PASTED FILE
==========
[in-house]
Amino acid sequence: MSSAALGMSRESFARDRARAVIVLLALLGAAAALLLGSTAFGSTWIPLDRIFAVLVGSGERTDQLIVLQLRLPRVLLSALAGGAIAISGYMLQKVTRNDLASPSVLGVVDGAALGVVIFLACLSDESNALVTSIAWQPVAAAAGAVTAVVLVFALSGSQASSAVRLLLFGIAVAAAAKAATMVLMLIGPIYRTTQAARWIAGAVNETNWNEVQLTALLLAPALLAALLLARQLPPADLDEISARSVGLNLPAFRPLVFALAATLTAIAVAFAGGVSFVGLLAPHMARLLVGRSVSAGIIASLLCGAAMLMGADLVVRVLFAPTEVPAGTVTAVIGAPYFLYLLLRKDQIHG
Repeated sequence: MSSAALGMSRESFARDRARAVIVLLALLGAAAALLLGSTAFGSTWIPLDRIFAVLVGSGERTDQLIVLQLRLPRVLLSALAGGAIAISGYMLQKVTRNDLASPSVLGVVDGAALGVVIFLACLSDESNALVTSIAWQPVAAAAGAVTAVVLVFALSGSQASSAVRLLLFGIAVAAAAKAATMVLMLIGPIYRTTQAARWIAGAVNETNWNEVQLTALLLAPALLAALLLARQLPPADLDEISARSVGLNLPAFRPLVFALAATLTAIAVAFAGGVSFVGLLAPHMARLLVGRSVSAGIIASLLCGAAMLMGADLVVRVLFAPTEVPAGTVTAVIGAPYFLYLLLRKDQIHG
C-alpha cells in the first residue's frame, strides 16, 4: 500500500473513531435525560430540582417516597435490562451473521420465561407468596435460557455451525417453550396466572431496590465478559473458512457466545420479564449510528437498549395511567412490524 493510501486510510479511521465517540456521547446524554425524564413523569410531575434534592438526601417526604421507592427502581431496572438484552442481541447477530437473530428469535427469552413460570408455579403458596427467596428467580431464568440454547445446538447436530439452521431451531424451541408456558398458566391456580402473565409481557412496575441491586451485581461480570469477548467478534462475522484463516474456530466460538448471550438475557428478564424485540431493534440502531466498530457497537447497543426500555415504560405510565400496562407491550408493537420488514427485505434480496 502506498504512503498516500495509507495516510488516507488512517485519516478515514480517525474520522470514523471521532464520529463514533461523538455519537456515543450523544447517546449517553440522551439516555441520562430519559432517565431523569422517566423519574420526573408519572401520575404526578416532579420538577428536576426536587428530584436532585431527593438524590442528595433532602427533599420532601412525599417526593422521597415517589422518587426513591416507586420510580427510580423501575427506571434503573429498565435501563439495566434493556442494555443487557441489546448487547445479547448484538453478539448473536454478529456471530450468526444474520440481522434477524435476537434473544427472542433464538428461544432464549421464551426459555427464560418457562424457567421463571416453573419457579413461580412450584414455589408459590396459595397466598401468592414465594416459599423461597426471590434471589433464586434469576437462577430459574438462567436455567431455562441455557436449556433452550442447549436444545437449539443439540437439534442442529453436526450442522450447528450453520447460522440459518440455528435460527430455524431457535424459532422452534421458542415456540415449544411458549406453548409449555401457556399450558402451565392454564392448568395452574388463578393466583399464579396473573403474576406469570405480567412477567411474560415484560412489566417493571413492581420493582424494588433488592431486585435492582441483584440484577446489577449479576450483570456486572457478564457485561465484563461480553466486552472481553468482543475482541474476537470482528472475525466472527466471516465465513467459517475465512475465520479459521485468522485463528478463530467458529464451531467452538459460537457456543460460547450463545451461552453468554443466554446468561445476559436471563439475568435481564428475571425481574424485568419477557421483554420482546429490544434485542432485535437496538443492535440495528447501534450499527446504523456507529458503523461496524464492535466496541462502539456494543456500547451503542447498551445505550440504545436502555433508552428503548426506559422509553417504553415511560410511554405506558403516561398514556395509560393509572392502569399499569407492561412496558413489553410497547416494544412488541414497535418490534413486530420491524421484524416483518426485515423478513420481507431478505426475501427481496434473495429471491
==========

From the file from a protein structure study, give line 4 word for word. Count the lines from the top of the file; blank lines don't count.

C-alpha cells in the first residue's frame, strides 16, 4: 500500500473513531435525560430540582417516597435490562451473521420465561407468596435460557455451525417453550396466572431496590465478559473458512457466545420479564449510528437498549395511567412490524 493510501486510510479511521465517540456521547446524554425524564413523569410531575434534592438526601417526604421507592427502581431496572438484552442481541447477530437473530428469535427469552413460570408455579403458596427467596428467580431464568440454547445446538447436530439452521431451531424451541408456558398458566391456580402473565409481557412496575441491586451485581461480570469477548467478534462475522484463516474456530466460538448471550438475557428478564424485540431493534440502531466498530457497537447497543426500555415504560405510565400496562407491550408493537420488514427485505434480496 502506498504512503498516500495509507495516510488516507488512517485519516478515514480517525474520522470514523471521532464520529463514533461523538455519537456515543450523544447517546449517553440522551439516555441520562430519559432517565431523569422517566423519574420526573408519572401520575404526578416532579420538577428536576426536587428530584436532585431527593438524590442528595433532602427533599420532601412525599417526593422521597415517589422518587426513591416507586420510580427510580423501575427506571434503573429498565435501563439495566434493556442494555443487557441489546448487547445479547448484538453478539448473536454478529456471530450468526444474520440481522434477524435476537434473544427472542433464538428461544432464549421464551426459555427464560418457562424457567421463571416453573419457579413461580412450584414455589408459590396459595397466598401468592414465594416459599423461597426471590434471589433464586434469576437462577430459574438462567436455567431455562441455557436449556433452550442447549436444545437449539443439540437439534442442529453436526450442522450447528450453520447460522440459518440455528435460527430455524431457535424459532422452534421458542415456540415449544411458549406453548409449555401457556399450558402451565392454564392448568395452574388463578393466583399464579396473573403474576406469570405480567412477567411474560415484560412489566417493571413492581420493582424494588433488592431486585435492582441483584440484577446489577449479576450483570456486572457478564457485561465484563461480553466486552472481553468482543475482541474476537470482528472475525466472527466471516465465513467459517475465512475465520479459521485468522485463528478463530467458529464451531467452538459460537457456543460460547450463545451461552453468554443466554446468561445476559436471563439475568435481564428475571425481574424485568419477557421483554420482546429490544434485542432485535437496538443492535440495528447501534450499527446504523456507529458503523461496524464492535466496541462502539456494543456500547451503542447498551445505550440504545436502555433508552428503548426506559422509553417504553415511560410511554405506558403516561398514556395509560393509572392502569399499569407492561412496558413489553410497547416494544412488541414497535418490534413486530420491524421484524416483518426485515423478513420481507431478505426475501427481496434473495429471491